Sir WILFRID LAURIER (Prime Minister).
Before I address myself directly to the motion of my hon. friend (Mr. Borden, Halifax), I think it would not be amiss if we had a word of discussion upon the assertion which has been made several times in this debate by the leader of the opposition (Mr. Borden, Halifax), and repeated, I think, by almost every one on that side who spoke after him to the effect that, in asking parliament to ratify this agreement, we are departing from true constitutional principles. It was stated that we had carried out a new idea, the idea that tariffs could be made in secret and brought before parliament to be ratified or rejected. If there were anything in this statement, you would have to come to the conclusion that this is the first time in any British parliament in which a treaty of commerce was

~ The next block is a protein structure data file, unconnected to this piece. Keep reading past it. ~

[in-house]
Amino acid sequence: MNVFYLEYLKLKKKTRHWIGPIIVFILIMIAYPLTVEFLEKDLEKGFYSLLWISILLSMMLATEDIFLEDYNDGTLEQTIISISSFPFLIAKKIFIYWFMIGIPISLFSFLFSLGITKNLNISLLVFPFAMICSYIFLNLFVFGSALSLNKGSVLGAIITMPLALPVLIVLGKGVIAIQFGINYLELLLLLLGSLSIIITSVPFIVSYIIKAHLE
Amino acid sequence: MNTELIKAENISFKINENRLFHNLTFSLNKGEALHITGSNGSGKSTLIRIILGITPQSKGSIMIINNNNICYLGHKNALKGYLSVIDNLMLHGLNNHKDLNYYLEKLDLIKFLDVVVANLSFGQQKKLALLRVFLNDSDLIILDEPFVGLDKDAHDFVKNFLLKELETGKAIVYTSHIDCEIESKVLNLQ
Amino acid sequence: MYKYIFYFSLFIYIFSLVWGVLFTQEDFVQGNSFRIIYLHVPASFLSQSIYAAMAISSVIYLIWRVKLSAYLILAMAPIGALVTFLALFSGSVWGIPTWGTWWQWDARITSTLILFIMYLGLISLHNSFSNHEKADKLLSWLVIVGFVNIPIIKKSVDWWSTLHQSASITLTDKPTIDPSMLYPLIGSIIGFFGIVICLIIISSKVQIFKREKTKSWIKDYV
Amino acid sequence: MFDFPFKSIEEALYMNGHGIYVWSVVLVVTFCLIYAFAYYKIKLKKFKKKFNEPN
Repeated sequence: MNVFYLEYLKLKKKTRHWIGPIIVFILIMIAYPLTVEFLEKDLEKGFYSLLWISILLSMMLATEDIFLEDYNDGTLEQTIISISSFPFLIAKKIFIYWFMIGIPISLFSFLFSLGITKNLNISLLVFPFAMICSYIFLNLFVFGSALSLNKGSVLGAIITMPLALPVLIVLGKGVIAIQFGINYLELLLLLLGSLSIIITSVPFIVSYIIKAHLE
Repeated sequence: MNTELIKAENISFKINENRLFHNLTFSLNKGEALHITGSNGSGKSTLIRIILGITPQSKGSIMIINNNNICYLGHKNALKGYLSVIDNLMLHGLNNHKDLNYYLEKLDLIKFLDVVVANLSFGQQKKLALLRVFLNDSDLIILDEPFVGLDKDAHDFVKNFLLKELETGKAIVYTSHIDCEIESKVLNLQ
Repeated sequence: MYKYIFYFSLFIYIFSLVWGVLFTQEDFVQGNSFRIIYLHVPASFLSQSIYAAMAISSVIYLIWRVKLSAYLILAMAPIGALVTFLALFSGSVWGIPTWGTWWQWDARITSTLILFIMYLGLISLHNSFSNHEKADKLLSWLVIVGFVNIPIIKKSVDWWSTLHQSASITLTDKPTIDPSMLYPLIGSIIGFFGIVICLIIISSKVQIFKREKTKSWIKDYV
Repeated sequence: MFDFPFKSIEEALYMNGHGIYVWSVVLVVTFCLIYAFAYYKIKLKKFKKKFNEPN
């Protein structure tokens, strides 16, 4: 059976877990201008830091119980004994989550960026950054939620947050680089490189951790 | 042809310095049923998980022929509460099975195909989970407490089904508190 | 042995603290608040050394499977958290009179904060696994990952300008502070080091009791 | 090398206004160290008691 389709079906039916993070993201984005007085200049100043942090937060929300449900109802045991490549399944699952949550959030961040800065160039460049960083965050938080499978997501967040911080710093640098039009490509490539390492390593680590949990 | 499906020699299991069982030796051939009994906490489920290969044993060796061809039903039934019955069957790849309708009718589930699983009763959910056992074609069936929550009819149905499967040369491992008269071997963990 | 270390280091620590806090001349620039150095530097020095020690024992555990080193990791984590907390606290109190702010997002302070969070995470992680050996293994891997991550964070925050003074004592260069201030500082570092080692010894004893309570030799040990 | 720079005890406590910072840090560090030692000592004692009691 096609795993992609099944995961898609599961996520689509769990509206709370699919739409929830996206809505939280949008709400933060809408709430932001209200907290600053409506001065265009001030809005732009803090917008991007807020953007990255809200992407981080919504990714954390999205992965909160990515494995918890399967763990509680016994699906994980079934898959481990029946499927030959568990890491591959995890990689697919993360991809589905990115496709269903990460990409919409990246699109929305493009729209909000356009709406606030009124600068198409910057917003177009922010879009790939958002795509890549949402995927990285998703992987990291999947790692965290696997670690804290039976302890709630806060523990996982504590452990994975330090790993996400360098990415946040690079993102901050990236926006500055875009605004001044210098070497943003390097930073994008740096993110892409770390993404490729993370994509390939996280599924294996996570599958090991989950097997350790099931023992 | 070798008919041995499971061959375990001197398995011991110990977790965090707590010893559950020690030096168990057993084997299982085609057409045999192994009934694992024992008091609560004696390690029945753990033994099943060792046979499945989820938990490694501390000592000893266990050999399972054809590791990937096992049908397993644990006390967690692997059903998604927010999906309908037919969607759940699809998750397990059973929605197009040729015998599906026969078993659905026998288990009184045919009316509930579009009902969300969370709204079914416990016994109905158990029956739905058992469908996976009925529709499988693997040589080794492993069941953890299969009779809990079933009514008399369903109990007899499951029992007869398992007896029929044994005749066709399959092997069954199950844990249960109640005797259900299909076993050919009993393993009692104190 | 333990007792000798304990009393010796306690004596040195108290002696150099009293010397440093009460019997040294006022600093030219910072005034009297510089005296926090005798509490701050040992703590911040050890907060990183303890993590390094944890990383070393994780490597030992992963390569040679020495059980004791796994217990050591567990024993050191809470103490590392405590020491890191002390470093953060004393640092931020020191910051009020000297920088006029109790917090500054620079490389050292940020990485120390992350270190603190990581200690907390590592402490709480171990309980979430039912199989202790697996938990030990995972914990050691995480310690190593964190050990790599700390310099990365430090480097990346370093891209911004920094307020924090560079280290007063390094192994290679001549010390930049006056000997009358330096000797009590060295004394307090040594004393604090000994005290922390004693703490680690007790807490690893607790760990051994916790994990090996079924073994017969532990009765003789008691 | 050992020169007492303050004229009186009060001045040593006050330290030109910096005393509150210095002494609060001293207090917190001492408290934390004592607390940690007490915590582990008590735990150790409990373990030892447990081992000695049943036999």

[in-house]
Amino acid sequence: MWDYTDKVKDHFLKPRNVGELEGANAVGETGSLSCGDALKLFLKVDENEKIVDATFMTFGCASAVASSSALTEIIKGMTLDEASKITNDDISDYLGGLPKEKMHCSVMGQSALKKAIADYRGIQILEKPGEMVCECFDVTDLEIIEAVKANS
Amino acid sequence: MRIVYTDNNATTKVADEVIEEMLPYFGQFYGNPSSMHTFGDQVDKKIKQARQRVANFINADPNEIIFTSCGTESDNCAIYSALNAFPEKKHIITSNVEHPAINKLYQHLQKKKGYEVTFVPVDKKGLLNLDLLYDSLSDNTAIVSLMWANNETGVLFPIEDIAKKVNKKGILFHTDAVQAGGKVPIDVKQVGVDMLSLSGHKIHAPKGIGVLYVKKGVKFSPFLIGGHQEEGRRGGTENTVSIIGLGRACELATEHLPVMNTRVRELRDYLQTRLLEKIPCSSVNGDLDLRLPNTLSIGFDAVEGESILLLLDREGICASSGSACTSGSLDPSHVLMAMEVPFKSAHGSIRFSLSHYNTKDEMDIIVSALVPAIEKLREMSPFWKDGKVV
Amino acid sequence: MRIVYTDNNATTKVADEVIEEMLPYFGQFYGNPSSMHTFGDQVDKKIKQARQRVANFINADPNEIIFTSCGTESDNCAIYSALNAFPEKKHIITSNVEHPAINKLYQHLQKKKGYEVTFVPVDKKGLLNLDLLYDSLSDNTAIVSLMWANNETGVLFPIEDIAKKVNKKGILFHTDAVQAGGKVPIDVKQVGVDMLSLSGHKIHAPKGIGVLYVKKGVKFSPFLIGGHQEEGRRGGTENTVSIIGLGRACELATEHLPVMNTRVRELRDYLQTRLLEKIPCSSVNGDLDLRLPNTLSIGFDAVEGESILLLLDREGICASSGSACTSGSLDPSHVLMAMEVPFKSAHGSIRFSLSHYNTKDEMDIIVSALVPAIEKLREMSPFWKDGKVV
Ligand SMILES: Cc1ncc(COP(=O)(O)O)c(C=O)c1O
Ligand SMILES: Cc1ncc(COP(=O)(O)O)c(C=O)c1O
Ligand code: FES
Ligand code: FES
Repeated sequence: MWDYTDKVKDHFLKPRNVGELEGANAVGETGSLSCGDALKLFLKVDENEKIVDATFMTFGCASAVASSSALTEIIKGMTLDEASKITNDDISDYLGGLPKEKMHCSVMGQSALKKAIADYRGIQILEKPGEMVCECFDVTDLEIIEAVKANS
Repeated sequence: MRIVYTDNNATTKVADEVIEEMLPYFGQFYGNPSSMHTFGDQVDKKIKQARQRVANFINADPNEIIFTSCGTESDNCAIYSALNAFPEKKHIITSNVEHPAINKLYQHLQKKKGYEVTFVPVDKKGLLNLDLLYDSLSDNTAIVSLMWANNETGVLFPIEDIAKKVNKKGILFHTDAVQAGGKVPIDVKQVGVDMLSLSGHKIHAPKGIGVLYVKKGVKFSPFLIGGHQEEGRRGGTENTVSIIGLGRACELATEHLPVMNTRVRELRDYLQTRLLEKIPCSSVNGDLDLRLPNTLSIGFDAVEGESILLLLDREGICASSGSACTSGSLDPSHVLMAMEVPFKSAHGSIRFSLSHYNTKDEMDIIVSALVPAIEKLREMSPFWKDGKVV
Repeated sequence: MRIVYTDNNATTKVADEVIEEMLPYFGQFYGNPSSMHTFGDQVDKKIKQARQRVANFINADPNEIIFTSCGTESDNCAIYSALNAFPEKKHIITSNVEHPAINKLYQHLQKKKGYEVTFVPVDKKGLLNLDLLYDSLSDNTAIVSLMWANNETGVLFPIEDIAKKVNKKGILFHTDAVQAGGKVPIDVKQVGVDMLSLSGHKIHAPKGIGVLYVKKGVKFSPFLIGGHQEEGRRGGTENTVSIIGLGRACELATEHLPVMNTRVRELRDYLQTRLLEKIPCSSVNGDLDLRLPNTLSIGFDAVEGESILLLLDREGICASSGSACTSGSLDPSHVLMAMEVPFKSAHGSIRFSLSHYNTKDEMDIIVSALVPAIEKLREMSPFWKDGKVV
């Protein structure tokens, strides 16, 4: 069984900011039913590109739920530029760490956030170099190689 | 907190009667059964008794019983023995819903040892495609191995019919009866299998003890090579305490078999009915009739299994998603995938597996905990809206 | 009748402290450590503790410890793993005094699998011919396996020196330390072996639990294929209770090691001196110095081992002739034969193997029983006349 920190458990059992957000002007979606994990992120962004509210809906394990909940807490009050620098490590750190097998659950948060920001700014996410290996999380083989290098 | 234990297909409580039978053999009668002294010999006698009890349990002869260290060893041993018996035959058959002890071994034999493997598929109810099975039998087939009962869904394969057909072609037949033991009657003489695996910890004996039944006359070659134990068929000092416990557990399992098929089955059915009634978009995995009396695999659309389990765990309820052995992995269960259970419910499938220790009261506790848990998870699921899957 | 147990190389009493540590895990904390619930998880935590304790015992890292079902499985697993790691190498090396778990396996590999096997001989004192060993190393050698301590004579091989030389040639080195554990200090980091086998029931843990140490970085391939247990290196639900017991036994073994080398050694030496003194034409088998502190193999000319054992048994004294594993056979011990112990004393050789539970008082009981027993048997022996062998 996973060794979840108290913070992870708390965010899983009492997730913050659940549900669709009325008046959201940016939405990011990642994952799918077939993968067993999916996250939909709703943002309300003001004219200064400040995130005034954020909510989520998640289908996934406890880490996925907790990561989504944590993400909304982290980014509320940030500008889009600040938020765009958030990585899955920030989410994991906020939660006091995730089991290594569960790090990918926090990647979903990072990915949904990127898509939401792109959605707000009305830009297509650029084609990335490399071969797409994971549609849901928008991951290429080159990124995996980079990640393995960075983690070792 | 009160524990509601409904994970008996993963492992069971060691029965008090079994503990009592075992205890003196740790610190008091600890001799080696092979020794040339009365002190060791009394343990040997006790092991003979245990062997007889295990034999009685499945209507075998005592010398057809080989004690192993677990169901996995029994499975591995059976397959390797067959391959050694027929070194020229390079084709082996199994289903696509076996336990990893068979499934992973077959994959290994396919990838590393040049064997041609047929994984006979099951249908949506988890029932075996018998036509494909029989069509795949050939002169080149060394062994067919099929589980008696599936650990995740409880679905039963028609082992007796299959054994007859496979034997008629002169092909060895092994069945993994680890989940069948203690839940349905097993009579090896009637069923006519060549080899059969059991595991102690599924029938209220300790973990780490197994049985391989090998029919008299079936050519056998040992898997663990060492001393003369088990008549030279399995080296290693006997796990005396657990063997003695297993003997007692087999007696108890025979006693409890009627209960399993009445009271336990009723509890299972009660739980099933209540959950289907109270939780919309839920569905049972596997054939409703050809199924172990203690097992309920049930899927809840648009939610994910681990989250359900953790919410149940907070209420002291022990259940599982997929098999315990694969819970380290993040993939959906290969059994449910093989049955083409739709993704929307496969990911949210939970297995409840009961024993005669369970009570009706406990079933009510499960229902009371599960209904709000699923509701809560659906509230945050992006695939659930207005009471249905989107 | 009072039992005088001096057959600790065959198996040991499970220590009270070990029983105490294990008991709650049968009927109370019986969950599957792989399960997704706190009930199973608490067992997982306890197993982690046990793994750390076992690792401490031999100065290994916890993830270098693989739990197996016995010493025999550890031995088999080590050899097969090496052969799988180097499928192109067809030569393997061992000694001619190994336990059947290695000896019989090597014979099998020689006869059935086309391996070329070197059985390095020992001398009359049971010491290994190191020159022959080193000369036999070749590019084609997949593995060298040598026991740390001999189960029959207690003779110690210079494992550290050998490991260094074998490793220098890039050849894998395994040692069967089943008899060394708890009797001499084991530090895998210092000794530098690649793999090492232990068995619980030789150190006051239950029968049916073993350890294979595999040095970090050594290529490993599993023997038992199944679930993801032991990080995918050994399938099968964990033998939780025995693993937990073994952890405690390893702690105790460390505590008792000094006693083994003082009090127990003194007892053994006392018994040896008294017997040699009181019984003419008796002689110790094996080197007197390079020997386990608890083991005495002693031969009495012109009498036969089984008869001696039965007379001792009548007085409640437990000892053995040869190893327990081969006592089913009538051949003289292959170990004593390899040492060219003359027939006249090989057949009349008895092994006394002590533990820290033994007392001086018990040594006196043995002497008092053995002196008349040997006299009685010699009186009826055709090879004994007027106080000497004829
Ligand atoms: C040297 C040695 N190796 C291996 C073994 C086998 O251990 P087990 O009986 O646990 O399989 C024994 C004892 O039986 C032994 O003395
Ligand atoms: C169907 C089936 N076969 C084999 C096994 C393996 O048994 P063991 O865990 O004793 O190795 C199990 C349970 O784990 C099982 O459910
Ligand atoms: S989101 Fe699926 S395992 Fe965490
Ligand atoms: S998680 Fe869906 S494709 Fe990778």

ever presented for ratification. The treaty of commerce necessarily implies a change in the tariff of the country. Well, is it the first time that such a thing has happened? You have to-day twelve treaties, which have been spoken of in this House, and which are still in force. These at one time or other have been negotiated by Great Britain as this treaty was, and presented to parliament and accepted by parliament.
Subtopic: P. C. KNOX,